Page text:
mmWave is emerging as an essential technology for next-generation wireless networks due to its capability of delivering multi-gigabit throughput performance. To achieve such a promising performance in mmWave communications, Line-of-sight (LOS) connectivity is a critical requirement. In this work, we explore the strategy of infrastructure mobility to alter the location of an access point (AP) in order to provide LOS connectivity to stations (STAs) in indoor mmWave WiFi networks. Through both simulation-based and theoretical analyses, we make a detailed case for infrastructure mobility by identifying the impact of AP mobile platforms configurations on network performance and propose a ceiling-mounted mobile (CMM) AP model. Then, we compare the performance of a CMM AP with multiple static APs, and we identify that the throughput and fairness performance of a CMM AP is better than as many as 5 ceiling-mounted static APs.
On the Potential Benefits of Mobile Access Points in mmWave Wireless LANs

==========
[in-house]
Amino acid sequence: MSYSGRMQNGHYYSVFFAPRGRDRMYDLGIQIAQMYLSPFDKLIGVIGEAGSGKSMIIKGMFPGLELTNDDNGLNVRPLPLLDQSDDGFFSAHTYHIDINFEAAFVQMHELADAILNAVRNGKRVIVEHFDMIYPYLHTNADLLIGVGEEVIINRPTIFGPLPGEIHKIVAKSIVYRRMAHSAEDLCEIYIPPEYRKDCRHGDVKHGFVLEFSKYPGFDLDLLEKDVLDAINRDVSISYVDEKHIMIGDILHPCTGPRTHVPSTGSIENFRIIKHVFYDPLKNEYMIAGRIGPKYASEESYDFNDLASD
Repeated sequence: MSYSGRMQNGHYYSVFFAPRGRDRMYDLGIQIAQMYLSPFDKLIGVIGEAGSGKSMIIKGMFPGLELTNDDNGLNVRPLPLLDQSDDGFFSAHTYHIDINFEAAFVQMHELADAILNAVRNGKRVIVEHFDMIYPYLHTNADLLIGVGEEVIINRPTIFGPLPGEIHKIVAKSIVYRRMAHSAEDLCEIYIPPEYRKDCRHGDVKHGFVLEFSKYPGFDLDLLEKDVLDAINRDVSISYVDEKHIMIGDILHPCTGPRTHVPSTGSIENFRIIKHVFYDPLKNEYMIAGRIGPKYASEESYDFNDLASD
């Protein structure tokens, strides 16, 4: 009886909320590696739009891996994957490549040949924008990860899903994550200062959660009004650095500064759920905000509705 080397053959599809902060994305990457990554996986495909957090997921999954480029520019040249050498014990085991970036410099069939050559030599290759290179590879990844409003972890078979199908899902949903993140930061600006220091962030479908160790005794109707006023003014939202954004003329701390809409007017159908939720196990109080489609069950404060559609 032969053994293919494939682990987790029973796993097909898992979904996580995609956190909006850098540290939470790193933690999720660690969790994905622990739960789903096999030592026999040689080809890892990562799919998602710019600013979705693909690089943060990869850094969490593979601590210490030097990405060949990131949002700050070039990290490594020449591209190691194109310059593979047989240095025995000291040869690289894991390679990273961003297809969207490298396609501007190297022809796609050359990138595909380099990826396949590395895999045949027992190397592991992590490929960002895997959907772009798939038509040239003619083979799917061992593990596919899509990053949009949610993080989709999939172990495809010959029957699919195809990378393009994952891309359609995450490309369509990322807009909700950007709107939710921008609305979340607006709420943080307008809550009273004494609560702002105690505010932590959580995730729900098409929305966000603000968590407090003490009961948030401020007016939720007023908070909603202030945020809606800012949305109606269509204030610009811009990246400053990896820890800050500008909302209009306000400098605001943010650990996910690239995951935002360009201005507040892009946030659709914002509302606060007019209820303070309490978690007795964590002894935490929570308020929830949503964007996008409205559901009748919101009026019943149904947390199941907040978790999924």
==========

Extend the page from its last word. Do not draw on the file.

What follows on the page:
Millimeter-wave communication is a highly promising technology to deliver multi-gigabit-per-second transmission rates for next-generation wireless LANs (WLANs). To achieve such ultra-high throughput performance in indoor scenarios, line-of-sight (LoS) connectivity becomes a critical requirement. Prior work has proposed access point (AP) mobility as an approach to improve LoS conditions and, thereby, approach optimum mmWave WLAN performance. In this work, we present a comprehensive simulation study of linear AP mobility that investigates various dimensions, including the number of mobile APs, the placement of the mobile AP platforms, and the length of the platforms. The results show how WLAN performance varies across these dimensions and also compares the results against a varying number of static APs to quantity the performance gains achievable from mobility. The results show that even 2 or 3 mobile APs can significantly outperform a much larger number of static APs and that deploying up to 3 mobile APs in a room brings substantial performance gains.
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- IEEE International Symposium on Local and Metropolitan Area Networks
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- National Science Foundation
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